The next El Paso police chief will take charge of a department that has helped the city to be ranked among the safest in the nation – but also one that is embroiled in controversy surrounding the arrests of several of its own officers on an array of charges.
The public will have an opportunity to talk with the four chief of police finalists and ask them how they plan to lead the department and address these challenges on Wednesday, when the city will host a meet-and-greet with the remaining candidates.
The event is at 6 p.m. at the El Paso Museum of Art, 1 Arts Festival Plaza in Downtown. The city announced the four finalists on Aug. 25, which included three current and former high-ranking officials within EPPD.
The finalists are Peter Pacillas, the current interim EPPD police chief; Victor Zarur, who currently serves as interim executive assistant chief of operations in EPPD’s Office of Performance and Development; former El Paso police officer David Ransom, who currently teaches criminal justice courses at Bay State College in Boston and serves as chief of police at the Berklee School of Music in Boston; and Steve Dye, who recently retired as the Grand Prairie city manager and previously served as that city’s police chief.
Requests to city officials by El Paso Matters for interviews to talk about the details of the hiring process, the expectations for the new chief and the allegations by some community members that there was a lack of public input were declined. City spokeswoman Laura Cruz-Acosta said staff was not commenting “to protect the integrity of the selection process.”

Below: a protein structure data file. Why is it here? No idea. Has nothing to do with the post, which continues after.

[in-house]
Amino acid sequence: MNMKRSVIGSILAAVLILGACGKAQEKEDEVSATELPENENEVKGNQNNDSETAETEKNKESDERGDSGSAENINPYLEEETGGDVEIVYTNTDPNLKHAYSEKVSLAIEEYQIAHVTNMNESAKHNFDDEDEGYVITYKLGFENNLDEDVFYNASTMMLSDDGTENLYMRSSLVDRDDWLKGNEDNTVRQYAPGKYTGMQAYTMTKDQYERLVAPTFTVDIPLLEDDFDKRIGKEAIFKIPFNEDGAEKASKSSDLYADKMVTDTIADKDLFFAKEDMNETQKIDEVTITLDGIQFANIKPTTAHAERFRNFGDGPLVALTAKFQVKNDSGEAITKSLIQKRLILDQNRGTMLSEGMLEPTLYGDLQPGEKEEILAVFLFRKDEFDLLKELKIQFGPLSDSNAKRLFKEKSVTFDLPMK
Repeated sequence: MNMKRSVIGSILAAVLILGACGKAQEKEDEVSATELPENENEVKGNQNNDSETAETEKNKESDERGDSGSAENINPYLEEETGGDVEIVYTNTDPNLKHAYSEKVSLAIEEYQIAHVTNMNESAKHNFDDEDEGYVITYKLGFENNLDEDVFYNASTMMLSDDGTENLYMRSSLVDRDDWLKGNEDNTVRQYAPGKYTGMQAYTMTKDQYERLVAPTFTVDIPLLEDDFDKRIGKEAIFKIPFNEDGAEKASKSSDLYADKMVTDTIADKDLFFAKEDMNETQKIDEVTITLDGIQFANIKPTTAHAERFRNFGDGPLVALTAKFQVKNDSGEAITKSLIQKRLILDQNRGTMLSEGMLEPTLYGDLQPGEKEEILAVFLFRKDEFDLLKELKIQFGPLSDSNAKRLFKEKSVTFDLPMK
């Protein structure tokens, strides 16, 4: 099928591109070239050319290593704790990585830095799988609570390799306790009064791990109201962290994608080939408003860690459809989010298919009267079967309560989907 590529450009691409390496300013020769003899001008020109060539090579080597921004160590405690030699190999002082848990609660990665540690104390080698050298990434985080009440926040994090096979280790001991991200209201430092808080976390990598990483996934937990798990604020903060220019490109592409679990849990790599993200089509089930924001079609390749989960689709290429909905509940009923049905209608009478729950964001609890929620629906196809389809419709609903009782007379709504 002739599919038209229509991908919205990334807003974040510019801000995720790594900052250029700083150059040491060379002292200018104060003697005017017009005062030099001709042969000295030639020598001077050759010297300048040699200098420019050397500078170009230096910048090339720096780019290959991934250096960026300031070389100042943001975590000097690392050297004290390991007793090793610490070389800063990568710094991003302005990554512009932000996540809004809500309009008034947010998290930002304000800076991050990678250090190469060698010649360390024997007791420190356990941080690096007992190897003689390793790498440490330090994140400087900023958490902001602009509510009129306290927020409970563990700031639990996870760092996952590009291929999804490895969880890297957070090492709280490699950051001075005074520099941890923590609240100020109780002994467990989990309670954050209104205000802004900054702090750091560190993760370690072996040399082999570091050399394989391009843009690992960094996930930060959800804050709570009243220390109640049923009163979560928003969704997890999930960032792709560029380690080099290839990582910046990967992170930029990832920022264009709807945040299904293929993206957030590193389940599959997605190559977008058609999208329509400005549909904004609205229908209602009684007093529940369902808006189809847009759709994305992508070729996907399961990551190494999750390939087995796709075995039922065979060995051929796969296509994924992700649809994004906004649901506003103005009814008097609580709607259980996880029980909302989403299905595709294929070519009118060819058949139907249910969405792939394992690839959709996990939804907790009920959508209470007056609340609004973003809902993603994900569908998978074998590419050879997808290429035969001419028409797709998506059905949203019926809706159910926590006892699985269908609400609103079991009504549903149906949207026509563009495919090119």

The new chief will be tasked with developing the department’s strategic planning, key policy decisions and operational improvement recommendations, as well as hiring and disciplining officers.
They will oversee a department of more than 1,130 sworn officers and about 270 civilian personnel, as well as a $192 million annual budget – which has grown by at least 27% in the last five years and makes up the largest share of the city’s budget.
The police chief’s salary may range from $121,500 to $239,000 a year, according to the job description advertised by Strategic Government Resources. The recruiting firm was hired by the city to find candidates for the position.
Under the City Charter, the chief of police is appointed by the city manager – currently Cary Westin, who was appointed interim city manager after the City Council fired Tommy Gonzalez. The City Council has no vote on who the city manager hires, but voted to move forward with the police chief search under Westin.
The position recruitment brochure used to attract candidates states that the police chief must be the most visible police officer in the community.
“The ideal candidate will be a personable, caring, and approachable leader who is highly visible both within the Department and the community,” the brochure states.
The brochure also says the new chief must be able to bring about change within the department.
“The ideal candidate will be someone experienced with implementing best practices and garnering support for positive organizational change. … They will have an inclusive management style, building a team environment that motivates both sworn and non-sworn personnel, and a demonstrated record of building genuine trust relationships throughout a diverse community. The ideal candidate will be an active listener who ensures people are heard and understood.”
The selected candidate will replace Greg Allen, who died in January after serving as chief for about 15 years.
Investing in EPPD, expanding services